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Month: January 2013

Lagoon January 2013

MPAzevedoCat2Leopard LAGOON

Three female lions (two adults and one subadult) were found sleeping south of John’s Pan at the beginning of the month, but sightings of lions were sparse for the rest of January.

Leopard sightings were good, with relaxed females and males being seen – including one which was seen when the guide was walking guests back to room number 4 at night! A female leopard was also seen several times in the area around the BDF camp – she was very relaxed.

The cheetahs remained absent, not having been seen since the lions chased them nearly two months ago. However, right at the end of January, the three brothers suddenly reappeared in the mopane scrub area, looking fit and healthy

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Tau Pan January 2013

DElledgeBig5LionTeeth TAU

Tau Pan lion pride (currently just the two females and six young lions from the litters two years ago) had a good start to January, and killed an oryx on the southern side of the pan. They were seen feeding on it, after having taken it down during the night.

By the middle of the month, they had killed another oryx, which they seem to finally be developing a skill at catching!

A couple of days later, a cheetah was seen hunting to the west of the waterhole, and managed to catch a duiker. He was able to feed on the duiker for some time, before the jackals that had moved in on seeing him catch something, irritated him too much and he left.

A large number of white storks arrived in Tau Pan- 105 to be exact (!)… – and spent the days feeding on insects. The jackals – several families live on the Pan – tried their luck at catching them, but were unsuccessful. Jackals have an interesting family structure – the parents normally mate for life, and one or two pups from the first litter they have stay with the parents to help raise the next litter, before moving off and finding their own mate.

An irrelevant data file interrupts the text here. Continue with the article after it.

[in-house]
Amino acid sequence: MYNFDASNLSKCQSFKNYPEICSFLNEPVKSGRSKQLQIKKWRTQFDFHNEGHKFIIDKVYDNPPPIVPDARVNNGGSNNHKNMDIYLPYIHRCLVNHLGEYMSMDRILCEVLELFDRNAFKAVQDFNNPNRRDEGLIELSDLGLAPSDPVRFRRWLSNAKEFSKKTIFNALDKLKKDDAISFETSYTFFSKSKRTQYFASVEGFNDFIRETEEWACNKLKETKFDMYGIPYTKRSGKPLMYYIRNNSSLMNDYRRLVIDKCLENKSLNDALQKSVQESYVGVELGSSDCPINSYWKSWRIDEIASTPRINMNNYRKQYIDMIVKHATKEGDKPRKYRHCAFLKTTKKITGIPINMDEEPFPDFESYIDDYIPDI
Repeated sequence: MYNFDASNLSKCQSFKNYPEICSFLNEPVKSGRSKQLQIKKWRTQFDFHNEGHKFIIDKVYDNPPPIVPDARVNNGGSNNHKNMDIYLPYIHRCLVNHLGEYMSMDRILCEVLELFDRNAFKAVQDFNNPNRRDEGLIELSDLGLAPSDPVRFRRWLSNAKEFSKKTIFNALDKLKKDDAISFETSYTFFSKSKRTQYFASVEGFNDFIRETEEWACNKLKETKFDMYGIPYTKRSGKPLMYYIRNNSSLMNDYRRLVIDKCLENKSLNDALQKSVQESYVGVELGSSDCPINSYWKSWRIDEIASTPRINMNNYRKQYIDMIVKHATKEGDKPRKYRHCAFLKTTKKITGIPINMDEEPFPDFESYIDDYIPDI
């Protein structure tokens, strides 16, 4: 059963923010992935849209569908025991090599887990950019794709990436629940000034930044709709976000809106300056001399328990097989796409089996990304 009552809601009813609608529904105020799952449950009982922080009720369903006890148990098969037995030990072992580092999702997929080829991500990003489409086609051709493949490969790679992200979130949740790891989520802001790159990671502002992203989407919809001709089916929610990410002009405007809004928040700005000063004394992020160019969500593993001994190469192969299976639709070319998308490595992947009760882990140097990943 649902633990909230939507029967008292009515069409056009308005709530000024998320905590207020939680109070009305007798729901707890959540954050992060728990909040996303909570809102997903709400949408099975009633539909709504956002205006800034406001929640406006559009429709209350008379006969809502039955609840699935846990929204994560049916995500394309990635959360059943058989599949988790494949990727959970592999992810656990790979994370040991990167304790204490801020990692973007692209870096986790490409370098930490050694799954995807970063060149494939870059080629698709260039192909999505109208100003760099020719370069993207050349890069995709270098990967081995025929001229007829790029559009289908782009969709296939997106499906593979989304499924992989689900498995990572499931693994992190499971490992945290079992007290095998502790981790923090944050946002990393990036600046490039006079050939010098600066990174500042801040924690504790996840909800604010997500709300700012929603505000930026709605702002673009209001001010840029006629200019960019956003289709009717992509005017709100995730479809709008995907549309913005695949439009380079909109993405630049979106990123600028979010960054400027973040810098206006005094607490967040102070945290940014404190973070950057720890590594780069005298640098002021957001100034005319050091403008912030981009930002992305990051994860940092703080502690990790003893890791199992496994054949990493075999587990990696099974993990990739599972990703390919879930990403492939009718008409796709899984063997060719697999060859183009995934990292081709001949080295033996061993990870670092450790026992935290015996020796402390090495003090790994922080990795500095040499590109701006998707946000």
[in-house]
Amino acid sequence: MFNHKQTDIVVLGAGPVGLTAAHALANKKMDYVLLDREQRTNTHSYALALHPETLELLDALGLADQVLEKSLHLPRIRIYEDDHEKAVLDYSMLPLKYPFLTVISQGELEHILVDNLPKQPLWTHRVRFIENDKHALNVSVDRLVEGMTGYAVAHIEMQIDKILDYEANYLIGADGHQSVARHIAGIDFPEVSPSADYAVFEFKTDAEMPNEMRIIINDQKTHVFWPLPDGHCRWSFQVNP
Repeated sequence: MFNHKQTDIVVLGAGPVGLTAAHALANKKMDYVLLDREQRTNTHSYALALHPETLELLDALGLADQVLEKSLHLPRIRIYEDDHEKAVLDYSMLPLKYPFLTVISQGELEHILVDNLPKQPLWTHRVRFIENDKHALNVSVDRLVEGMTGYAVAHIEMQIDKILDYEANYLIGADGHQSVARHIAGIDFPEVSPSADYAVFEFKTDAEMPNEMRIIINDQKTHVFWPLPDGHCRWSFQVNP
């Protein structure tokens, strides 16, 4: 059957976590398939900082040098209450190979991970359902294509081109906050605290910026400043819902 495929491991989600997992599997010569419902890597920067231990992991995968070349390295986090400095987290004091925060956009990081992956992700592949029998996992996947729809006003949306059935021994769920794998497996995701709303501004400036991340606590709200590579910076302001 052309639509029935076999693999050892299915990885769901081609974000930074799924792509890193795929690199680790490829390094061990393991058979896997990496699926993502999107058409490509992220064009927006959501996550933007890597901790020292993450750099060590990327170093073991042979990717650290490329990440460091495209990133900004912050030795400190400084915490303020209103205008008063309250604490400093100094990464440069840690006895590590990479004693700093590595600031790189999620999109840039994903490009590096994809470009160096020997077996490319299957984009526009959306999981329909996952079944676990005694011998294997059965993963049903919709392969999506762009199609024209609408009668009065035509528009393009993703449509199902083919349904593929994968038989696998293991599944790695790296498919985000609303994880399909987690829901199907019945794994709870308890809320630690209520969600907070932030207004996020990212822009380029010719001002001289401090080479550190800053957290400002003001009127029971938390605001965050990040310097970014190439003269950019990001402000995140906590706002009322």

Our lovely visitors from last month – the wild dogs – also came back this month to the waterhole in front of camp. Numbering seven – two adults and five sub adults – spent time running through the waterhole and playing. All look healthy, though the alpha female does have some scars on her shoulder and back, but these seem not to be bothering her. Last month there were eight in number, so we are hoping that the missing one was busy out hunting at the time they were seen.

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Kwara, January 2013

amills.big5_LionCub  KWARA

January had lion sightings almost every day, including regular sightings of the Solo pride, (two males and four females). One of the females has two young cubs. We’ve also seen mating lions this month, so hopefully in a couple of months time, there will be even more cubs in the area!

Hyenas were also seen – both on drive and in camp! A pair of eyes glowing back at you as you are walked to your room, gives everyone a start, but they turn and move off with that easily-recognisable loping gait of a hyena. Out on drive, one car also came across four hyenas having an intense fight. After the fight, one of the hyenas had a broken leg, and the three other hyenas left him. It’s going to be a very harsh, short life too for that hyena, as it is essential that the hyena can hunt for him/herself, in order to survive.

Lots of general game throughout the concession, with large herds of zebra in the Splash area in particular, and many groups of giraffe dotted everywhere. One afternoon game drive found five giraffe sitting down together – an unusual sighting, and once they realised that we were watching, they clambered to their feet.

On the 7th January, three cheetahs were found to be hunting. The guests were lucky enough to see them chase and catch a tssesebe in front of the car. The cheetahs were seen several other times during the month.